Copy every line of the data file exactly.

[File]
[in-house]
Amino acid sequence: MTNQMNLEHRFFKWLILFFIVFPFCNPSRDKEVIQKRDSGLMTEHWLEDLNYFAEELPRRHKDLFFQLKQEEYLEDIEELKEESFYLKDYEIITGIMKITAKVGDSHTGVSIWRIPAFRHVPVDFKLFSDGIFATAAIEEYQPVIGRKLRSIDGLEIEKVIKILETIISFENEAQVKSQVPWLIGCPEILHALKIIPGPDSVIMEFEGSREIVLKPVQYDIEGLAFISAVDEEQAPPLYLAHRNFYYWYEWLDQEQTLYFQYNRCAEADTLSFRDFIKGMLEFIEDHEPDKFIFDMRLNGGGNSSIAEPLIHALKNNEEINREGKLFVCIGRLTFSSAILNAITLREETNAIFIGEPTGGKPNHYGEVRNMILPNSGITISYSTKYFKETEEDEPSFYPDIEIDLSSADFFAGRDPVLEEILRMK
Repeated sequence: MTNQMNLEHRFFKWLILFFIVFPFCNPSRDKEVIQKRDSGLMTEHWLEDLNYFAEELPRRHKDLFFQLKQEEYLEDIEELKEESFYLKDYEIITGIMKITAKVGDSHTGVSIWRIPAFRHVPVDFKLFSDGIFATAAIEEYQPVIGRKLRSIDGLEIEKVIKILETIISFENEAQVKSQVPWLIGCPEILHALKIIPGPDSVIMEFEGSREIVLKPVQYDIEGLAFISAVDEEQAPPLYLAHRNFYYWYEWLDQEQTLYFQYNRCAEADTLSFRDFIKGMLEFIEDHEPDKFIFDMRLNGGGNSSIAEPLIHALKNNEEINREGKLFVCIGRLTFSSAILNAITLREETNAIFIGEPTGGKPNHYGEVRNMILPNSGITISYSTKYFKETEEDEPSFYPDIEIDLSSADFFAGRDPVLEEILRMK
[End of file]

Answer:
[in-house]
Amino acid sequence: MTNQMNLEHRFFKWLILFFIVFPFCNPSRDKEVIQKRDSGLMTEHWLEDLNYFAEELPRRHKDLFFQLKQEEYLEDIEELKEESFYLKDYEIITGIMKITAKVGDSHTGVSIWRIPAFRHVPVDFKLFSDGIFATAAIEEYQPVIGRKLRSIDGLEIEKVIKILETIISFENEAQVKSQVPWLIGCPEILHALKIIPGPDSVIMEFEGSREIVLKPVQYDIEGLAFISAVDEEQAPPLYLAHRNFYYWYEWLDQEQTLYFQYNRCAEADTLSFRDFIKGMLEFIEDHEPDKFIFDMRLNGGGNSSIAEPLIHALKNNEEINREGKLFVCIGRLTFSSAILNAITLREETNAIFIGEPTGGKPNHYGEVRNMILPNSGITISYSTKYFKETEEDEPSFYPDIEIDLSSADFFAGRDPVLEEILRMK
Repeated sequence: MTNQMNLEHRFFKWLILFFIVFPFCNPSRDKEVIQKRDSGLMTEHWLEDLNYFAEELPRRHKDLFFQLKQEEYLEDIEELKEESFYLKDYEIITGIMKITAKVGDSHTGVSIWRIPAFRHVPVDFKLFSDGIFATAAIEEYQPVIGRKLRSIDGLEIEKVIKILETIISFENEAQVKSQVPWLIGCPEILHALKIIPGPDSVIMEFEGSREIVLKPVQYDIEGLAFISAVDEEQAPPLYLAHRNFYYWYEWLDQEQTLYFQYNRCAEADTLSFRDFIKGMLEFIEDHEPDKFIFDMRLNGGGNSSIAEPLIHALKNNEEINREGKLFVCIGRLTFSSAILNAITLREETNAIFIGEPTGGKPNHYGEVRNMILPNSGITISYSTKYFKETEEDEPSFYPDIEIDLSSADFFAGRDPVLEEILRMK